However, recently I worked on a client project that had a different requirement. Using a combination of Jenkins, Chef, and Microsoft’s Hyper-V manager, a json file was used to describe VMs that should be dynamically created in the Hyper-V host. Given the dynamic nature of these VMs, and the client’s preference for non-cloud solutions, it would be less than ideal to have to hardcode VM names in advance, in order to create Vault access credentials.

In this section, I’ll describe a proof of concept (PoC) using Vault’s token authentication backend to address the above scenario. Three participants will work in this PoC:

  • A VM where Vault is installed

  • A VM representing the client that wants access to a secret

  • My workstation, which will be acting as a Trusted Entity. The Trusted Entity will be responsible for interacting with most of the Vault API, and passing the secrets to the end consumer. In the real world, this role can be played by Jenkins, Terraform, or another CI/Orchestration tool.

One critical problem that this PoC will address is how to pass the access token from the Trusted Entity to the client VM, while lowering the risk that it could be intercepted along the way. This will be accomplished by using Cubbyhole’s response wrapping—a feature that allows a Vault response to be associated with a single use, time-limited token, stored within Vault. The Trusted Entity will only receive this token, and when the client VM uses it to retrieve the access token, it will expire—ensuring that the access token was only exposed once.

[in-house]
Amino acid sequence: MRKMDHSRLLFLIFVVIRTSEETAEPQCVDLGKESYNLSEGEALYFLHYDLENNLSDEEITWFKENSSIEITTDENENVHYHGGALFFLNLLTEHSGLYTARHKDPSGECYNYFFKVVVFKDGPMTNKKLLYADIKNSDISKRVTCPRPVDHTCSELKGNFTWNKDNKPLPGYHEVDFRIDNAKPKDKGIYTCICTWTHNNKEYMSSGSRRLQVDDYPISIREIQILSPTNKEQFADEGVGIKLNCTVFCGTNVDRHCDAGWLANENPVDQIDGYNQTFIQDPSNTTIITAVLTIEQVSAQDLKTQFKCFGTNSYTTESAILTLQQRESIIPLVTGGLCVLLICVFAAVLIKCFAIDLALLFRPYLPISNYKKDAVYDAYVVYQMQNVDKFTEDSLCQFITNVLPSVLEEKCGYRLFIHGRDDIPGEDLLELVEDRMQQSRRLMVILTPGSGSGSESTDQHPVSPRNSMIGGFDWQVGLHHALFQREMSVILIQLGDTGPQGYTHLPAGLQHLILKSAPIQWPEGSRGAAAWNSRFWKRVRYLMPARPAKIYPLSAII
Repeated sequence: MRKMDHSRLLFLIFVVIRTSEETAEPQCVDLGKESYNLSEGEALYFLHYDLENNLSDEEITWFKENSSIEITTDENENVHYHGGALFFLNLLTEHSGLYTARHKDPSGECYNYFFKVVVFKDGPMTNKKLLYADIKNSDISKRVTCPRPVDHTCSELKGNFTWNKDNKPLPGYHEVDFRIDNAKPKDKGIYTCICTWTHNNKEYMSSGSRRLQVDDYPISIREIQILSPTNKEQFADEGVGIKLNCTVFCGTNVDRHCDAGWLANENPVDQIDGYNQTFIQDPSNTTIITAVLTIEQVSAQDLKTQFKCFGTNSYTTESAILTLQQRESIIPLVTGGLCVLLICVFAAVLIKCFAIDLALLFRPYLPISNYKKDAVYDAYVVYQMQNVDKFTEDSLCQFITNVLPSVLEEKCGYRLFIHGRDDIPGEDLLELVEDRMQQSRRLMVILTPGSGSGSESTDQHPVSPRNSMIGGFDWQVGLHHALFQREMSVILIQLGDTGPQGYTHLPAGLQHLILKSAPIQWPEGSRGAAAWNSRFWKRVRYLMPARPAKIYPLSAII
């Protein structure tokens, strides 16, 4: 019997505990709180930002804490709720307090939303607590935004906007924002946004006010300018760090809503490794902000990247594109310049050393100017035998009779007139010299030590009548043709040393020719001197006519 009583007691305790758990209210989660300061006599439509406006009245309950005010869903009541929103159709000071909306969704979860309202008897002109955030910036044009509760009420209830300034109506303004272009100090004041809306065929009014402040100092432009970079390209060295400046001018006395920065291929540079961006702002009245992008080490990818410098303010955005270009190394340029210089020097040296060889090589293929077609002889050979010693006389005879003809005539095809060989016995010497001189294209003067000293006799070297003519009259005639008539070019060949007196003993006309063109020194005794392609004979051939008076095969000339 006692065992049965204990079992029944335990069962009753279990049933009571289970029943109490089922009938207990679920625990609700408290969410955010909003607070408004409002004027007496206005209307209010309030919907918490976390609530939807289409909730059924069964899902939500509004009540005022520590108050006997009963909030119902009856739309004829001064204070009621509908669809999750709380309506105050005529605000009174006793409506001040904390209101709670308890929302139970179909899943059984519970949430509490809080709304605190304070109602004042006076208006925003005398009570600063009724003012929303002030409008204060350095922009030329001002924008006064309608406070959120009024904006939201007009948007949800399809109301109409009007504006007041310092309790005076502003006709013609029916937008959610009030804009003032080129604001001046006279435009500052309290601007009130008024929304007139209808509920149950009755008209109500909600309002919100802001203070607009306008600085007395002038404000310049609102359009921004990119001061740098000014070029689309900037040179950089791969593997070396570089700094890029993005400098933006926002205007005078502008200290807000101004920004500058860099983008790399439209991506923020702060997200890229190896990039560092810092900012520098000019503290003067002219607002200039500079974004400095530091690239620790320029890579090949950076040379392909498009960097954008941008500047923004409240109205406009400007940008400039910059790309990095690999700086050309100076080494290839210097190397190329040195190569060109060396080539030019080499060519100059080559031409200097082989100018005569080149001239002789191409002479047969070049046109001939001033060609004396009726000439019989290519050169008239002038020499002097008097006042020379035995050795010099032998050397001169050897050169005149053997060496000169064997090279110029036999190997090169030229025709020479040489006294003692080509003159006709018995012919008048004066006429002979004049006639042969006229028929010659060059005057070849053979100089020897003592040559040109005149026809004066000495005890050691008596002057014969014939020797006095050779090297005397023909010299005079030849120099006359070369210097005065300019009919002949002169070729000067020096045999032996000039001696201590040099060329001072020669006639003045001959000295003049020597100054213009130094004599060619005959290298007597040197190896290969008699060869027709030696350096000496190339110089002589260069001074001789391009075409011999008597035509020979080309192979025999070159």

Here's a sequence diagram of what we plan to accomplish:

Hashicorp Secrets management workflow table

The code for this PoC can be found here.


To run this PoC, you’ll need to have:

  1. Vagrant, a Virtual Machine manager—instructions for different platforms here.
  2. Git, a version-control system. Instructions here.

Starting VMs

Once both are installed, open the cmd prompt and execute:

This will start the Hashicorp Vault VM and the Client VM that needs access to the secrets.

Initializing Vault

Before you can execute instructions against Vault, like creating secrets and access tokens, you need to initialize it. Run the following in the command prompt to connect to Vault using Vagrant:

Once inside Vault, execute the following to initialize Vault with a given configuration file:

This will output five unseal tokens, which need to be used to “unseal” or “seal” the Vault. Secrets can only be accessed when Vault is “unsealed,” and the configuration used for initialization defaults to minimum of three tokens to allow unseal.

In a real world scenario, these tokens would be distributed among key stakeholders, guaranteeing distributed responsibility for secrets management. They should be stored safely in the same way as personal passwords.

There will also be an additional token in the output –this is the root access token, with full permission to Vault. It should only be used for initial configuration, while recurring operations should be done by policy-constrained tokens.

With the tokens available, execute this command three times, entering one of the provided unseal tokens:

Before performing any operations on an unsealed Vault, you need to first login. This can be accomplished by executing:

As a best practice, we will enable auditing log:

You can also check the default secrets folders by executing:

This will return /cubbyhole, /secrets and /sys, with descriptions of their intended use. For this PoC, we’re going to use all three of them.

Adding policies